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Inheritance, overriding methods

 
Natalie Ap
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Animal a = new Cat();

Can someone describe wat this means in simple terms? If we need to call methods on the object a, all those methods in class Animal and those that are overrriden in class Cat can be called without error. But the VERSION of the methods called are the one within Cat.

For e.g.

-Animal
* eat()

-Cat
* eat()
* meow()


1) Only eat() can be called on object a since it exists in Animal and Cat. meow() cannot be called.
I noticed that the method eat() that is called is the one inside Cat class.

2) Can someone please explain, if the object a has been initialized using the Cat type, why is it that the extra method in Cat (meow()) not be called ??
 
Vijitha Kumara
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N Pats wrote:1) Only eat() can be called on object a since it exists in Animal and Cat. meow() cannot be called.


Yes, you are right. Reference is of type Animal so it knows only the methods defined in Animal class.

2) Can someone please explain, if the object a has been initialized using the Cat type, why is it that the extra method in Cat (meow()) not be called ??


You mean like this?



With this you are able to call both methods since Cat reference knows about both the methods.
 
Vijitha Kumara
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I noticed that the method eat() that is called is the one inside Cat class.


Yes, this is an advantage of using polymorphism. You can refer a subtype object from super type and when you called a method which is overridden in subclass that method will be called at runtime.
 
Natalie Ap
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Vijitha Kumara wrote:
N Pats wrote:1) Only eat() can be called on object a since it exists in Animal and Cat. meow() cannot be called.


Yes, you are right. Reference is of type Animal so it knows only the methods defined in Animal class.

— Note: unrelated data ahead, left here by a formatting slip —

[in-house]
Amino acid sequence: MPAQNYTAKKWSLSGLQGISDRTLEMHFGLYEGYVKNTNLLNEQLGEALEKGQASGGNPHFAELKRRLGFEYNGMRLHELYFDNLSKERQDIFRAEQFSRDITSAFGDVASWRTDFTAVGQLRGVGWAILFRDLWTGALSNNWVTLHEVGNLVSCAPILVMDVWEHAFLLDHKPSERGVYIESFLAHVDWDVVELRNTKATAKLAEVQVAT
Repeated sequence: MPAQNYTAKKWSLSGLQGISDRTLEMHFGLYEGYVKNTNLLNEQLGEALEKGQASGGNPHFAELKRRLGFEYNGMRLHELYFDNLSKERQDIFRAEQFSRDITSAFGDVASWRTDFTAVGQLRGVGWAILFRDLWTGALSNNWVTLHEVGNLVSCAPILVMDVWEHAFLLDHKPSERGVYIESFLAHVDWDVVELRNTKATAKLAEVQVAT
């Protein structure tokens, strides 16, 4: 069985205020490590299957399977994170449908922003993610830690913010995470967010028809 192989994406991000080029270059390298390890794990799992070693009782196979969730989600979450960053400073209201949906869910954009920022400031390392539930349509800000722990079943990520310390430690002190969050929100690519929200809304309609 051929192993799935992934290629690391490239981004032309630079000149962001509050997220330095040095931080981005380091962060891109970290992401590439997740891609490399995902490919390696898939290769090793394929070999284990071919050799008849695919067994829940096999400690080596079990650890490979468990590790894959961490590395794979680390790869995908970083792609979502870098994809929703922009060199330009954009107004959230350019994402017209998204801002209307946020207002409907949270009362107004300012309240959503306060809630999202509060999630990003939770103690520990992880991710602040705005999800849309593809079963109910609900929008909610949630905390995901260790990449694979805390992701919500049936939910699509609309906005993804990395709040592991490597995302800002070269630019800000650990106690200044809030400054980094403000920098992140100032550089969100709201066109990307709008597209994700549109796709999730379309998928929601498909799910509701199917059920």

2) Can someone please explain, if the object a has been initialized using the Cat type, why is it that the extra method in Cat (meow()) not be called ??


You mean like this?



With this you are able to call both methods since Cat reference knows about both the methods.


No , what i mean is, why does the object 'a' not know the meow method? After all the object made is of Cat class - when we did this - Animal a = new Cat();

Why would someone do this - Animal a = new Cat() and not this Cat c = new Cat(). What is the difference between the two and the practical use/advantage of one over the other.
 
Gurjit Sandhu
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Hi, try this example


 
Vijitha Kumara
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N Pats wrote:No , what i mean is, why does the object 'a' not know the meow method? After all the object made is of Cat class - when we did this - Animal a = new Cat();

Because the method "meow" is not defined in class Animal but Cat.

If it does not know it, why would someone do this - Animal a = new Cat() and not this Cat c = new Cat(). What is the difference between the two and the practical use/advantage of one over the other.


That's a usage of a object oriented concept called polymorphism as I said in previous post. The usage would be very much desirable in small to large applications. Consider following class..



Here you can pass any array which consists of objects that are sub type of Animal. So you can reuse the method with any future subclasses of Animal which you may create.
 
Kieren Dixon
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N Pats wrote:Animal a = new Cat();
1) Only eat() can be called on object a since it exists in Animal and Cat. meow() cannot be called.


Here is the Head First analogy:

Think of the variable, Animal a, as the 'remote control' to your object and think of each method of the class as a button on the remote control.
The reason you can't call the meow() method from the Animal control is because the button doesn't exist.

But the VERSION of the methods called are the one within Cat.
I noticed that the method eat() that is called is the one inside Cat class.

This is because although the reference variable is of type Animal, the JVM actually knows which type of object the variable is pointing to. Because of this knowledge the JVM automatically calls the overridden method of the actual object.

However, if you declare the method of the Animal class static, it will call the eat() from the Animal class, not cat.


 
Campbell Ritchie
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Welcome to the Ranch

That is a nice analogy from Head First. Thank you. What you actually want is not a meow() method in the Cat class, but a [not static] makeNoise() method in the Animal class which is overridden to return meow in Cat and woof in Dog. That's called polymorphism.

Don't make that sort of method static: your eat() method should eat grass in the Cow class and wildebeest in the Lion class.
 
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